After a soft end to 2020 and a difficult start in 2021, the global economic recovery is projected to gain momentum in the coming year supported by the coronavirus vaccine rollout.
After a soft end to 2020 and a difficult start in 2021, the global economic recovery is projected to gain momentum in the coming year supported by the coronavirus vaccine rollout. The Asia-Pacific (APAC) region outperformed the other regions in 2020, though recent coronavirus outbreaks in a number of cities in Asia will drag on the pace of recovery in the opening months of the year.
For consecutive meetings, the Federal Open Market Committee kept its primary policy rate unchanged.
September's consumer price index, as Moody's Analytics expected, showed a 0.4% monthly increase that held the annual inflation rate at 3.7%.
The 10-year U.S. Treasury yield has been on a steady climb upward since May but has accelerated to start the fourth quarter, reaching its highest level since 2007.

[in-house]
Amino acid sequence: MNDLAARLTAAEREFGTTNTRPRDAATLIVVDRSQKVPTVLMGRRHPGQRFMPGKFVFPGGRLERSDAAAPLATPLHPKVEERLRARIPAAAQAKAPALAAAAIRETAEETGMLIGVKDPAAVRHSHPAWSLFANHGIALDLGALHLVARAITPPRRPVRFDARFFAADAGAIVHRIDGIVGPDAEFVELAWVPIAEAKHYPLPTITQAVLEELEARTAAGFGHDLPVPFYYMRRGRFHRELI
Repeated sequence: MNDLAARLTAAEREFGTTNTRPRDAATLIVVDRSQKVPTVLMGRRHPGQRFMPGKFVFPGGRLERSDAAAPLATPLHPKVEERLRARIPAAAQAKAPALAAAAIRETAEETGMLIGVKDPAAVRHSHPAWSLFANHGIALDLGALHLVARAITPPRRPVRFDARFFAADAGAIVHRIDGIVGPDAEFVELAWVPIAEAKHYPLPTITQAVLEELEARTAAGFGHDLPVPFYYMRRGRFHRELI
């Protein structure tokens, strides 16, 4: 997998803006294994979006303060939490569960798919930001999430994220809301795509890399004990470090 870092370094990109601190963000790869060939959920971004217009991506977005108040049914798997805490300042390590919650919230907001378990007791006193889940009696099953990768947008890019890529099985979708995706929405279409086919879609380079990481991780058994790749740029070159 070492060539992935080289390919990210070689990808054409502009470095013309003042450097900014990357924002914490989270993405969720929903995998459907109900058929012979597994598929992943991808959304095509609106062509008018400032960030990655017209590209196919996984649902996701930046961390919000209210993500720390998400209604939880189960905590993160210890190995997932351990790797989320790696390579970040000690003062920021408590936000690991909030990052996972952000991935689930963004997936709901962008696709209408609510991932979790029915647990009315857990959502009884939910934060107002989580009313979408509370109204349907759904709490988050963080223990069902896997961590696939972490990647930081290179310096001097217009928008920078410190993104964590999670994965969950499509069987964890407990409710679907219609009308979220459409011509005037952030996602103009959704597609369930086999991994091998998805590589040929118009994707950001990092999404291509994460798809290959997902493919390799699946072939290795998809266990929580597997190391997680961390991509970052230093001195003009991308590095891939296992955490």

Federal Reserve Chair Jerome Powell last week emphasized the degree of uncertainty surrounding the outlook for monetary policy, while reasserting the central bank's commitment to not ease up on the brakes until its 2% inflation target is in sight.
Job openings are now at their lowest since April 2021, when COVID-19 vaccines were becoming widely available.
U.S. retail sales continue to grow at a modest pace that is barely keeping up with inflation.
The Federal Open Market Committee opted to pause in June, as anticipated.
The Federal Open Market Committee softened its tone in May's post-meeting statement, a sentiment reinforced within the FOMC meeting minutes.
The Treasury debt limit drama is fast approaching its finale. Congress and the Biden administration have no more than a month before the Treasury runs out of enough cash to pay all of the government's bills on time. Here, we update our analysis of two alternative scenarios that bookend the economic impact if lawmakers do not act in time and there is a breach of the limit.